Pathological Liars: How to Identify And Cope With Them
Pathological lying is the compulsive urge to lie about matters big and small, regardless of the situation. It is also known as mythomania and pseudologia fantastica.
People speak out white lies to avoid hurting people’s feelings. A pathological liar, on the other hand, tells lies for no apparent reason. Some pathological lying may result from a mental condition, such as Antisocial Personality Disorder (sometimes called sociopathy), while others appear to have no medical reason for the behavior. Pathological liars are great storytellers. The stories they tell are dramatic, complicated, and detailed. They are very convincing as well.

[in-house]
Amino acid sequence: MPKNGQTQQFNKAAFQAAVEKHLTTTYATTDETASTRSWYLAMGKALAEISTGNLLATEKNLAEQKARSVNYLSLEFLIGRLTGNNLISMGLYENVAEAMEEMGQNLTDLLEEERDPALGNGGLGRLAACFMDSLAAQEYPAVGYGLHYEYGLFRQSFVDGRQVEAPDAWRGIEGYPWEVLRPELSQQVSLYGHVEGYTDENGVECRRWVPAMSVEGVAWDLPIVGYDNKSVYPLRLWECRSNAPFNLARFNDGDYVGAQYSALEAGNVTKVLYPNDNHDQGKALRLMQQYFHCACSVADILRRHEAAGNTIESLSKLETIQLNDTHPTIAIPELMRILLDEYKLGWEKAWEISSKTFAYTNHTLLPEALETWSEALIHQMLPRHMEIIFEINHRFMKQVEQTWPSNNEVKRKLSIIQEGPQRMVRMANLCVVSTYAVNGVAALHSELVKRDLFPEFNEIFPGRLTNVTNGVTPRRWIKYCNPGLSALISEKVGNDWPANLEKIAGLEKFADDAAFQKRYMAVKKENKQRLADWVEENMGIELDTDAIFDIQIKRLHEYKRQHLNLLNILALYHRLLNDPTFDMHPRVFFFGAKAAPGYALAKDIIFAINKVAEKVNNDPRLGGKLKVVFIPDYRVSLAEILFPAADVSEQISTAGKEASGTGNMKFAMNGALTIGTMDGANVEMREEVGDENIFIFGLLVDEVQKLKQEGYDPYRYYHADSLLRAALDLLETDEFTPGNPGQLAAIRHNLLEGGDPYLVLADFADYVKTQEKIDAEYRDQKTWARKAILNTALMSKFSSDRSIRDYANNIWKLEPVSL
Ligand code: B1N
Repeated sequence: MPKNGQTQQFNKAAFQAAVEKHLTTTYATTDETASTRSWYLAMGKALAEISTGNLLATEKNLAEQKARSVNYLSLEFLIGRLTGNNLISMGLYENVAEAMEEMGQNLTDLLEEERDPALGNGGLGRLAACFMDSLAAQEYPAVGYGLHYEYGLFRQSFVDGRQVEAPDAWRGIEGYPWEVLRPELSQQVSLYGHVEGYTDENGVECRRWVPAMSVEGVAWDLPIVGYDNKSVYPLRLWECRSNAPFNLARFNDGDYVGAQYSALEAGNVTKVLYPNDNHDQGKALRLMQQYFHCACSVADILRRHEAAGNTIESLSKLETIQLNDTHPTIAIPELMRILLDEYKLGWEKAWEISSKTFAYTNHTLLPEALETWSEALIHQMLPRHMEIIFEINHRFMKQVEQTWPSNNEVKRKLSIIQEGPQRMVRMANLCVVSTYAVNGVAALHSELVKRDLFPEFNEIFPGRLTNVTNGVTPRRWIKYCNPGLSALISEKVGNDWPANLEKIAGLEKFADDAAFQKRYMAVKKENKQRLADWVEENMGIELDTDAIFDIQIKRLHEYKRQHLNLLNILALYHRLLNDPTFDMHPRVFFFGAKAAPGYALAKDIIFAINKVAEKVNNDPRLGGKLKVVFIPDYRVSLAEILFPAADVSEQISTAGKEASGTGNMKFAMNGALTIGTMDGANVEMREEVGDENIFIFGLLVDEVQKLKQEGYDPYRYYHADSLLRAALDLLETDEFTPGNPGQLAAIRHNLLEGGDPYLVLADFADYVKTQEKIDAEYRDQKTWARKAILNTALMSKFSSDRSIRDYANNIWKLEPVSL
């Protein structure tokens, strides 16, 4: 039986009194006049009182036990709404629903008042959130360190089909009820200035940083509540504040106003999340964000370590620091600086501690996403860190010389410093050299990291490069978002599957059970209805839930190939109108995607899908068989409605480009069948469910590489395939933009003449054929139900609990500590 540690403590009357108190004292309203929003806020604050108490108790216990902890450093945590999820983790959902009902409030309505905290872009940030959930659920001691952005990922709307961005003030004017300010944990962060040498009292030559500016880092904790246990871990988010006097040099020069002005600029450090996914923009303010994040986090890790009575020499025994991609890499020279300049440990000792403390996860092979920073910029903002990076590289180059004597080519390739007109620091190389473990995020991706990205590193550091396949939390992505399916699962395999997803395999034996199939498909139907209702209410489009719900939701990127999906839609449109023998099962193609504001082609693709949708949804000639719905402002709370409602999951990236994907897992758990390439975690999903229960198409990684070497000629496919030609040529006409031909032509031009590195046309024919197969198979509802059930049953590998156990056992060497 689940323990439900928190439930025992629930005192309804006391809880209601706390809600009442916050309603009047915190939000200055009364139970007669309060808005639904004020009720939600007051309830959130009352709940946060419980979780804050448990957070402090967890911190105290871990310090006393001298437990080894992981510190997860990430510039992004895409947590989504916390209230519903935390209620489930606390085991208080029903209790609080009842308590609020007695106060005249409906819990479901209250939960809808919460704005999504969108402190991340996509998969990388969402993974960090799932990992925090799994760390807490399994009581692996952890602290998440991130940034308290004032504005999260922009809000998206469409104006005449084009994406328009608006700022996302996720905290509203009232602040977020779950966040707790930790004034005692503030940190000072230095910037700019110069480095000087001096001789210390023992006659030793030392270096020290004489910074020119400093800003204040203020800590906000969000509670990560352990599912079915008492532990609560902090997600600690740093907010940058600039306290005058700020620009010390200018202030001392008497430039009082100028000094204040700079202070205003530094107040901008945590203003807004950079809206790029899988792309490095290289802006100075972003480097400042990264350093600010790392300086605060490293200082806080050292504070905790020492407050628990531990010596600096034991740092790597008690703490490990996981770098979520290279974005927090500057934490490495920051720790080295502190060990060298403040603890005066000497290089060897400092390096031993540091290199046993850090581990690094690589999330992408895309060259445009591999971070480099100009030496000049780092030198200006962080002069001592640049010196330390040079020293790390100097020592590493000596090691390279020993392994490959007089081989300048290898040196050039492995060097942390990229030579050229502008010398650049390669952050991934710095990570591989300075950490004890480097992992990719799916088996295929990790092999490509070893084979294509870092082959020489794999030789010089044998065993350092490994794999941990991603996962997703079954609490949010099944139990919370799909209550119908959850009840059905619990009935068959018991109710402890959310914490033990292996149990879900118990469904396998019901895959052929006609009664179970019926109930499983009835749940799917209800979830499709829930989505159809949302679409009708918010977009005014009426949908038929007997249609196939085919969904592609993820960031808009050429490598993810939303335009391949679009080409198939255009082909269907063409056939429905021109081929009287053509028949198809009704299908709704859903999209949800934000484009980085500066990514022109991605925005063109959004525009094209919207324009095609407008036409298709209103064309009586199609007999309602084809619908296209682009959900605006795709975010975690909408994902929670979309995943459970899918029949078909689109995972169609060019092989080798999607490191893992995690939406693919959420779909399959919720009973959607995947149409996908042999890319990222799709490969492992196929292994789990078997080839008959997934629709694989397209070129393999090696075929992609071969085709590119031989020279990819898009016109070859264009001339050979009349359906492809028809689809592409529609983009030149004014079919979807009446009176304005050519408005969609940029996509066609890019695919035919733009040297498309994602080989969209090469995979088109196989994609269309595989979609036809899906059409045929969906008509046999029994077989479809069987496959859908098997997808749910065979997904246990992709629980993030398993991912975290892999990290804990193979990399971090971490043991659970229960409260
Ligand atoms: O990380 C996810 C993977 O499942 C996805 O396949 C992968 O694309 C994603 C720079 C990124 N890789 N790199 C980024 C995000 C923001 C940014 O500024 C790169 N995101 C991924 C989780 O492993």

Pathological lies are very different from white lies.
White lies are:
- Told to spare another’s feelings
- Avoid getting in trouble
Pathological lies are:
- Told for no apparent reason
- Told to make the teller appear heroic or the victim
- Told with zero amount of guilt
How to cope with a pathological liar?
Expect denial: Pathological liars tend to have the first response as lies. If you are confronting them, expect a strong denial from them.
Do not lose temper: It is frustrating to deal with a pathological liar but remember to be kind but firm.
Be supportive: Remind them that you are there for them. You value them despite their little lies.
It is not about you: It’s hard not to take being lied to personally, but pathological lying isn’t about you. The person may be driven by an underlying personality disorder, anxiety, or low self-esteem.
Suggest medical help: Without making them embarrassed, suggest professional help. Let them know that you are going to be there for them, and it is for their own good.
Do not engage with them: You can let them know that you don’t want to continue the conversation when they’re being dishonest. You can also question them but never engage.